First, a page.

Seb77

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I've been told that they're made in a way that the resonant head is supposed to be tuned a little tighter.
Which ones? With all the different shells they've come up with, not to mention hoops, edges, mounting systems etc., all these drums don't have much in common except for the Pearl name. Build quality maybe, but certainly not a particular tuning scheme.
 

michaelocalypse

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Which ones? With all the different shells they've come up with, not to mention hoops, edges, mounting systems etc., all these drums don't have much in common except for the Pearl name. Build quality maybe, but certainly not a particular tuning scheme.
I couldn't tell you. I've mostly had experience with the lower end stuff, and the person who told me had more experience with nicer stuff. Other than Export or Forum, I'm not real familiar with their line names. The tom arms with the larger deterrent for me. Again, it was something I was told. I never had luck tuning their drums the way I prefer to tune. I've had drums made by someone who supplied shells for Pearl and got along well enough with those. Could be true, could be coincidence, or it could be that I only ever used ones that were dropped out of a moving minivan after being soaked in Mountain Dew during a ska band practice.
 

NobleCooleyNut

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I've had drums made by someone who supplied shells for Pearl and got along well enough with those. Could be true, could be coincidence, or it could be that I only ever used ones that were dropped out of a moving minivan after being soaked in Mountain Dew during a ska band practice.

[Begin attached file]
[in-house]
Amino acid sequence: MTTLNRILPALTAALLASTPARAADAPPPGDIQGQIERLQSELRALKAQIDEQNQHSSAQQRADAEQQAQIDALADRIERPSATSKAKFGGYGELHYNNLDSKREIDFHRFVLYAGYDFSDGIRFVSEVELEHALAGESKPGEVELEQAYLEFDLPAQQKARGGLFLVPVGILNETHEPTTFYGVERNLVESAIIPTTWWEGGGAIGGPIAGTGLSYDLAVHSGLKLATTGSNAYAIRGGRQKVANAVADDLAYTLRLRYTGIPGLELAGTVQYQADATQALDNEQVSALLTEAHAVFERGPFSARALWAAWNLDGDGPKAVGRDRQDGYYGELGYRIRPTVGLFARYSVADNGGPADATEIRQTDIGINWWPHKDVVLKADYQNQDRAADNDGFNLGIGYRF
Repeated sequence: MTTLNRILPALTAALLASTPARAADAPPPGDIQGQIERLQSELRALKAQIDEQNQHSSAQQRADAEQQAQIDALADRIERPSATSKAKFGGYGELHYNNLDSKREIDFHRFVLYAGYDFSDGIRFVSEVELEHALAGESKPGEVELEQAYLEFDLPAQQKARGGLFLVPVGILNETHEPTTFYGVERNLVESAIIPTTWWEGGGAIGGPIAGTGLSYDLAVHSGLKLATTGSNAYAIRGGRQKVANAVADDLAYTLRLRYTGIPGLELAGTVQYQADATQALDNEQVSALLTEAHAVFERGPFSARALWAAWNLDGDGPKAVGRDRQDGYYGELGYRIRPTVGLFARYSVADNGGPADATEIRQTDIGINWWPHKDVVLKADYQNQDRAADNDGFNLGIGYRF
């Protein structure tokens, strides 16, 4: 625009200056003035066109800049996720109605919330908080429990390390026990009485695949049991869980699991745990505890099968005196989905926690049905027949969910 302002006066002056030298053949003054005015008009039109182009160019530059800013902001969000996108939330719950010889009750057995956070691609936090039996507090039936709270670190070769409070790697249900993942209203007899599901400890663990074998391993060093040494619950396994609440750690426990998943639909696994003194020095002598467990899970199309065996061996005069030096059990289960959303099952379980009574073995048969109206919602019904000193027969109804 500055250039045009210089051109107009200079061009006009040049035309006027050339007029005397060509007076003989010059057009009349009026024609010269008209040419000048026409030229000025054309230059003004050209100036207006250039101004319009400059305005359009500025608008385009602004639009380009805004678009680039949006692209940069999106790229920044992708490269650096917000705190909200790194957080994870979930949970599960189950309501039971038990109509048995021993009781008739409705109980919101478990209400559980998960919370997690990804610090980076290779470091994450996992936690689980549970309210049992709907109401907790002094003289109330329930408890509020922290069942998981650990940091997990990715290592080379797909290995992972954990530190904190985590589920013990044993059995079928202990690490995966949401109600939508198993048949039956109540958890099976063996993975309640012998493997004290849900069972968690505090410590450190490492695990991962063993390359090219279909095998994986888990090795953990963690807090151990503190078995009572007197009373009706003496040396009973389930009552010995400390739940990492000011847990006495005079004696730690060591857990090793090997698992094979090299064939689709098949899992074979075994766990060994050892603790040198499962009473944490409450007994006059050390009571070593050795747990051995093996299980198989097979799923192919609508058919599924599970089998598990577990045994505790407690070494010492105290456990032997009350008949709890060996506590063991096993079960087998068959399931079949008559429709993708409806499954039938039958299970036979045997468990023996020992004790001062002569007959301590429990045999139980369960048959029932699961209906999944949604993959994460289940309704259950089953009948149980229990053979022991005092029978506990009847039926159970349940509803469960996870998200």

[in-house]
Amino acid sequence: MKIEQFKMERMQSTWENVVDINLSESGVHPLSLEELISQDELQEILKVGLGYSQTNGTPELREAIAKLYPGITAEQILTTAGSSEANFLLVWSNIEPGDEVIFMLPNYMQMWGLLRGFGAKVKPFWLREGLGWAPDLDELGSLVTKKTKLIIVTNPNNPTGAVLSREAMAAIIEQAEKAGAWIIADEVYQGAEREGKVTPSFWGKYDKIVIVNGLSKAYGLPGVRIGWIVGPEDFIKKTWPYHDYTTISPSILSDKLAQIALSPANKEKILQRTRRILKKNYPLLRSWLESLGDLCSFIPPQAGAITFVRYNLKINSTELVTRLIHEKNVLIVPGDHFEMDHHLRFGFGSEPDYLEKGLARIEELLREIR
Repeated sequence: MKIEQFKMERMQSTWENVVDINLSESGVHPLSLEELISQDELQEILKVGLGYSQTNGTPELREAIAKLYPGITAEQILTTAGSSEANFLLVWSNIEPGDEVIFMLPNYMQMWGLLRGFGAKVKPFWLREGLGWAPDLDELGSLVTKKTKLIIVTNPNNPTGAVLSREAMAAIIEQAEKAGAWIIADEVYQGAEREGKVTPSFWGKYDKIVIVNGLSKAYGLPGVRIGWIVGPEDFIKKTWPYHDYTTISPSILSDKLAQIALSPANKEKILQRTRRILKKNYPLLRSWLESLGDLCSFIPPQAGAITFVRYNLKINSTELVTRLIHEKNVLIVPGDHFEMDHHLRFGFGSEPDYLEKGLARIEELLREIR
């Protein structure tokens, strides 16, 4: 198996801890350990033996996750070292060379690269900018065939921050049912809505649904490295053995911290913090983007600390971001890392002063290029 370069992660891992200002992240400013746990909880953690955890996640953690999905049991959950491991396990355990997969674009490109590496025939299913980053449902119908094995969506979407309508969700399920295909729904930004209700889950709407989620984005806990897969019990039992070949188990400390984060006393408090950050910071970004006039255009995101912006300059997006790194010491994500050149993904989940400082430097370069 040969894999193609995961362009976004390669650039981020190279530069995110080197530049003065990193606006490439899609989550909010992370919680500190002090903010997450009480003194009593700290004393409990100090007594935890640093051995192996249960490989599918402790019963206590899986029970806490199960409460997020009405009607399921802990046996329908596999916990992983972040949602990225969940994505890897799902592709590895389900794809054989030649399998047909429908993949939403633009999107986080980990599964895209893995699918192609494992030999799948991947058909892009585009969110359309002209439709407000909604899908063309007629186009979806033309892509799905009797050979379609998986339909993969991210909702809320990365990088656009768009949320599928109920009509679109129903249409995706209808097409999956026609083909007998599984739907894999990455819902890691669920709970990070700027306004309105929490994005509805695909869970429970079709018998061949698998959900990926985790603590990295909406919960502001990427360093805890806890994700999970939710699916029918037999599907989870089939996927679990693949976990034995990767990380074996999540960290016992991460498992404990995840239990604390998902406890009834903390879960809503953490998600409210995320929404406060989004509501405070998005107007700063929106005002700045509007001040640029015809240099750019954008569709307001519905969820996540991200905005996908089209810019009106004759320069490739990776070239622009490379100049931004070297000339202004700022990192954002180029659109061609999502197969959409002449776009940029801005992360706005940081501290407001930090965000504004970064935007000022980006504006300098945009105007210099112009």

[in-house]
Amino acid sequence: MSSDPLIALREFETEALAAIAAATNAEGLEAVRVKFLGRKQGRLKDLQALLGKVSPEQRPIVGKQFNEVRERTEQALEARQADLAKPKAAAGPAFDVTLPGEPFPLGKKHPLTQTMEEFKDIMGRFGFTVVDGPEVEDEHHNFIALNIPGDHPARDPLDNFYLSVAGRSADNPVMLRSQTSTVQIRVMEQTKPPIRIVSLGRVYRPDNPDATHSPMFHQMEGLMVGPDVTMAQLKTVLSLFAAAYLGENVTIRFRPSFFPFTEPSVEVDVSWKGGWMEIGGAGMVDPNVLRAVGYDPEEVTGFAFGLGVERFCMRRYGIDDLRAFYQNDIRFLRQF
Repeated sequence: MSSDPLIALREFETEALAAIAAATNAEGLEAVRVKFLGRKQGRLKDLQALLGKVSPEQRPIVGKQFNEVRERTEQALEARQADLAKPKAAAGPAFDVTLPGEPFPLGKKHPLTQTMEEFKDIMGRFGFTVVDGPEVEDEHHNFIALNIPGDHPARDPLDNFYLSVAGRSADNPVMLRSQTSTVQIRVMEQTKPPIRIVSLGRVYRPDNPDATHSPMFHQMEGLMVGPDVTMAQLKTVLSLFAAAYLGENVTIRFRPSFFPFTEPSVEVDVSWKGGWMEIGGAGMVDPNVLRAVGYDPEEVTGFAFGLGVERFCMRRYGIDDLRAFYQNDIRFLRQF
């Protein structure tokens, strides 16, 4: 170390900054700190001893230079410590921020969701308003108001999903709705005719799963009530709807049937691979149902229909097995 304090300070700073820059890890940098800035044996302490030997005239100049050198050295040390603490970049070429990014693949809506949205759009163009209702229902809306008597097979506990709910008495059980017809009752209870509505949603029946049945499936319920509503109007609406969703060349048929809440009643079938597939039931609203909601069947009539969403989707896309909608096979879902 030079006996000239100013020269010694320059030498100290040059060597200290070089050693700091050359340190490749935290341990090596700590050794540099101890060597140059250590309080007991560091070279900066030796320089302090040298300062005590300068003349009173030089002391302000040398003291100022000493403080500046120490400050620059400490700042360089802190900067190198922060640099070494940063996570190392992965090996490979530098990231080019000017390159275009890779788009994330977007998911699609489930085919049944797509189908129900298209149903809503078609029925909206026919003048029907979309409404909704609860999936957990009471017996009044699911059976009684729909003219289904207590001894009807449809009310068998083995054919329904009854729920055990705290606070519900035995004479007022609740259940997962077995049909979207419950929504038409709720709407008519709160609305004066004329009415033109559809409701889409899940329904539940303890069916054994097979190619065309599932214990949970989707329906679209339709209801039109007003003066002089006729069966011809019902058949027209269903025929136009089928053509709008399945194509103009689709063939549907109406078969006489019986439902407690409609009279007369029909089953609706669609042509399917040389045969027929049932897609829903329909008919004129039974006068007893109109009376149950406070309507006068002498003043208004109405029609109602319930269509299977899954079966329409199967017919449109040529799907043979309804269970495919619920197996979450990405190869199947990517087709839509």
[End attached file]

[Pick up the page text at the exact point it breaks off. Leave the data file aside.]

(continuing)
Whoa hold on here . Who supposedly makes shells for Pearl ? Pearl is one of the few manufacturers that makes shells in house . This is the first I have ever heard of Pearl farming out shell production . Who did you hear this from ?
 

drummingbulldog

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I've been playing drums for over 20 years, and have played all kinds of different kits both new and old. Throughout that time I never really paid much attention to Pearl, though I was definitely aware of them. That all changed the day I found this kit in a pawn shop though... Since then I have fallen so deeply in love with these drums that I can't help but sing praise for the brand. It's an older kit, but it's the best sounding kit I've ever played! It's not just the sound though. The sizes, the configuration, the feel, the hardware, the look, the finish... Absolutely everything about it is just perfect in my opinion! The gearless 900 series hardware is definitely one of my favorite features.

It's a 1980 Pearl G-Series Maple shell Big Beat outfit in high gloss Walnut lacquer, and a 14×6.5" chrome over brass Jupiter snare. The shells are 8 ply Maple, no re-rings, only 6mm thick, and have beautifully rounded over 45 degree bearing edges. For me they just make the drum sounds I've had in my head for years into reality!

View attachment 453523 View attachment 453524 View attachment 453525 View attachment 453526 View attachment 453527
Is that a Jupiter snare drum?